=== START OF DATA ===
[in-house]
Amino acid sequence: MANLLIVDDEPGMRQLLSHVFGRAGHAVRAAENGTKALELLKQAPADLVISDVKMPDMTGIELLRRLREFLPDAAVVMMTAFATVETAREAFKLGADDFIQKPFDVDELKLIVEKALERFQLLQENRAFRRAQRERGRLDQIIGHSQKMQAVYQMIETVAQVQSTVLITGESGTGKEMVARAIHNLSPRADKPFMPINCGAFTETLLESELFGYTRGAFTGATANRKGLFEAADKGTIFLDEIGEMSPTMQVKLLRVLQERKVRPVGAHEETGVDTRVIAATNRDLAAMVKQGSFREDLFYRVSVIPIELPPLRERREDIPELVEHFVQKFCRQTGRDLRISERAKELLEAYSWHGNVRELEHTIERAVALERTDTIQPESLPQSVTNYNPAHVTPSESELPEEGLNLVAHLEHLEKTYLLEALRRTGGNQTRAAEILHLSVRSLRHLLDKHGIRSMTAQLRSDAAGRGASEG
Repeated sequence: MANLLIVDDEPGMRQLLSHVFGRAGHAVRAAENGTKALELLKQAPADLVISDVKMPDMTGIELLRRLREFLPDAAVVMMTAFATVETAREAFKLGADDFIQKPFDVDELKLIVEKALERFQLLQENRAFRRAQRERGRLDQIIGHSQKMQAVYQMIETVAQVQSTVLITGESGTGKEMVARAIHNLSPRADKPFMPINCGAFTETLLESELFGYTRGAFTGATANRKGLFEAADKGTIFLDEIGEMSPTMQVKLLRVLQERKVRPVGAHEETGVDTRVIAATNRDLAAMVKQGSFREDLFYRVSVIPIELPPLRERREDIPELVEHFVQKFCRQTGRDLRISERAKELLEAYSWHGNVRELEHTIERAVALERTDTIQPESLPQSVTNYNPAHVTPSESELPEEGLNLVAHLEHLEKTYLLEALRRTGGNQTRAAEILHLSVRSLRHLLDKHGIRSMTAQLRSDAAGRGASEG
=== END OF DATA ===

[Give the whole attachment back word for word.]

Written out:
[in-house]
Amino acid sequence: MANLLIVDDEPGMRQLLSHVFGRAGHAVRAAENGTKALELLKQAPADLVISDVKMPDMTGIELLRRLREFLPDAAVVMMTAFATVETAREAFKLGADDFIQKPFDVDELKLIVEKALERFQLLQENRAFRRAQRERGRLDQIIGHSQKMQAVYQMIETVAQVQSTVLITGESGTGKEMVARAIHNLSPRADKPFMPINCGAFTETLLESELFGYTRGAFTGATANRKGLFEAADKGTIFLDEIGEMSPTMQVKLLRVLQERKVRPVGAHEETGVDTRVIAATNRDLAAMVKQGSFREDLFYRVSVIPIELPPLRERREDIPELVEHFVQKFCRQTGRDLRISERAKELLEAYSWHGNVRELEHTIERAVALERTDTIQPESLPQSVTNYNPAHVTPSESELPEEGLNLVAHLEHLEKTYLLEALRRTGGNQTRAAEILHLSVRSLRHLLDKHGIRSMTAQLRSDAAGRGASEG
Repeated sequence: MANLLIVDDEPGMRQLLSHVFGRAGHAVRAAENGTKALELLKQAPADLVISDVKMPDMTGIELLRRLREFLPDAAVVMMTAFATVETAREAFKLGADDFIQKPFDVDELKLIVEKALERFQLLQENRAFRRAQRERGRLDQIIGHSQKMQAVYQMIETVAQVQSTVLITGESGTGKEMVARAIHNLSPRADKPFMPINCGAFTETLLESELFGYTRGAFTGATANRKGLFEAADKGTIFLDEIGEMSPTMQVKLLRVLQERKVRPVGAHEETGVDTRVIAATNRDLAAMVKQGSFREDLFYRVSVIPIELPPLRERREDIPELVEHFVQKFCRQTGRDLRISERAKELLEAYSWHGNVRELEHTIERAVALERTDTIQPESLPQSVTNYNPAHVTPSESELPEEGLNLVAHLEHLEKTYLLEALRRTGGNQTRAAEILHLSVRSLRHLLDKHGIRSMTAQLRSDAAGRGASEG